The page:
The primary function of a face gaiter is to act as a shield that benefits other people.   COVID-19 has been extremely contagious in part because a person can be infected with the virus but not have symptoms.  The face gaiter protects the people around you by reducing the risk that you, the wearer, will transmit COVID-19 if you are infected but not aware that you are.  In other words, the face gaiter  helps us keep our germs to ourselves.   By wearing face gaiters a community gains protection when virtually everyone is wearing one and trapping a good bit of what they would otherwise exhale, such as the virus.  A wearer is not protected well from others, but we can protect our communities from transmission by supplying a face gaiter to each person in our community.  We can do that by producing them in the community, starting with individuals and growing to larger, more strategic efforts.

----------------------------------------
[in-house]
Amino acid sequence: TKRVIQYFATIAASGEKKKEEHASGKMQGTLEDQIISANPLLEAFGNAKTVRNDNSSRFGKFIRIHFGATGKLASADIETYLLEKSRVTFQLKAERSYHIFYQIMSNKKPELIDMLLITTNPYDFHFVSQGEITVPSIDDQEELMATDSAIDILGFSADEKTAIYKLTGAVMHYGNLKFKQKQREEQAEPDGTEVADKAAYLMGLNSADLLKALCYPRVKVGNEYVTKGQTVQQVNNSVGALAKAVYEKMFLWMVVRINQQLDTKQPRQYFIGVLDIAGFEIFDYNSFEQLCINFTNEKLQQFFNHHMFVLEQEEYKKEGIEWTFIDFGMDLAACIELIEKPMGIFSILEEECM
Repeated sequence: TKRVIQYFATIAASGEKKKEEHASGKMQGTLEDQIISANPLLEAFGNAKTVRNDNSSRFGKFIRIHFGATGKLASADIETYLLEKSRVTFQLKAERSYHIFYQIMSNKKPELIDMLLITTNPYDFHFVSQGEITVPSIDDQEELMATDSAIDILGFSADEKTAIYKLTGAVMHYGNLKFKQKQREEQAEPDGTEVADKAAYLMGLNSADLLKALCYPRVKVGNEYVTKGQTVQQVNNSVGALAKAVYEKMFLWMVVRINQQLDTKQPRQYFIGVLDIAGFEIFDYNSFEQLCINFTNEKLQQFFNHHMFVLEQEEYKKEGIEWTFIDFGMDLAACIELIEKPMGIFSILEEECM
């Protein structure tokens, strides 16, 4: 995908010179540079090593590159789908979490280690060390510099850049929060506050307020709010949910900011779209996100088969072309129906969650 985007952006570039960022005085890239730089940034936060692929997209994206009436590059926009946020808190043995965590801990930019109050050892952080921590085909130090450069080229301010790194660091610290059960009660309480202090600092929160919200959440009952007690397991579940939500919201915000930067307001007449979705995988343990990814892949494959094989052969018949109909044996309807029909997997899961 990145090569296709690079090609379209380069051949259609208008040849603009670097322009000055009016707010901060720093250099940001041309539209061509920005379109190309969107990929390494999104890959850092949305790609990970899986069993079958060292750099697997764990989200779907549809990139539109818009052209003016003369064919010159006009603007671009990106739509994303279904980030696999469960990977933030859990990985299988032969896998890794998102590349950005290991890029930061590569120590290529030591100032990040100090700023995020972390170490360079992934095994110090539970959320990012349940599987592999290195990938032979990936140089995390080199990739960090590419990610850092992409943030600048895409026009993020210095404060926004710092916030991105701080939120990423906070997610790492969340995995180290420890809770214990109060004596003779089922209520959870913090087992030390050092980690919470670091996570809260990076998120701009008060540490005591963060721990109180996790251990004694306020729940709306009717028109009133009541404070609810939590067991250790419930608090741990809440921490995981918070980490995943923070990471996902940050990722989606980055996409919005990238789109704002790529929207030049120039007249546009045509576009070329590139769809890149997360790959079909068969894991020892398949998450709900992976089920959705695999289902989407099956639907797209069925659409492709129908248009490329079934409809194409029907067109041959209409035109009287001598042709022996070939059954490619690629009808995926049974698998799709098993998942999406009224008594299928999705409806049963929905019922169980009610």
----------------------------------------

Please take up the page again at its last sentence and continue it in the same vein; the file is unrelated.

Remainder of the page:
Hover over the spots to find out more

The important features of the face gaiter.

The face gaiter is a simple low-tech solution but it has been carefully thought out – as Einstein said, “everything should be as simple as possible but not simpler.”  You need to wear it whenever you are away from your home and in the proximity of others, so we designed it to be comfortable to wear and simple and easy to put on.

It also has been designed to be made quickly and easily from locally available fabrics, and it can be sewn on a domestic sewing machine and washed at home.  Everyone needs one, so face gaiters need to be well-made so people do not need to replace them.  That way, we continue to keep transmissions down. 

The face gaiter is designed to trap the COVID-19 virus, therefore it will become contaminated with this virus and any other bugs and germs the wearer may have. You can easily kill the COVID-19 virus at 40°C/(100°F) with washing detergent.  So, it is important to use a machine washable fabric that  can withstand lots of washing.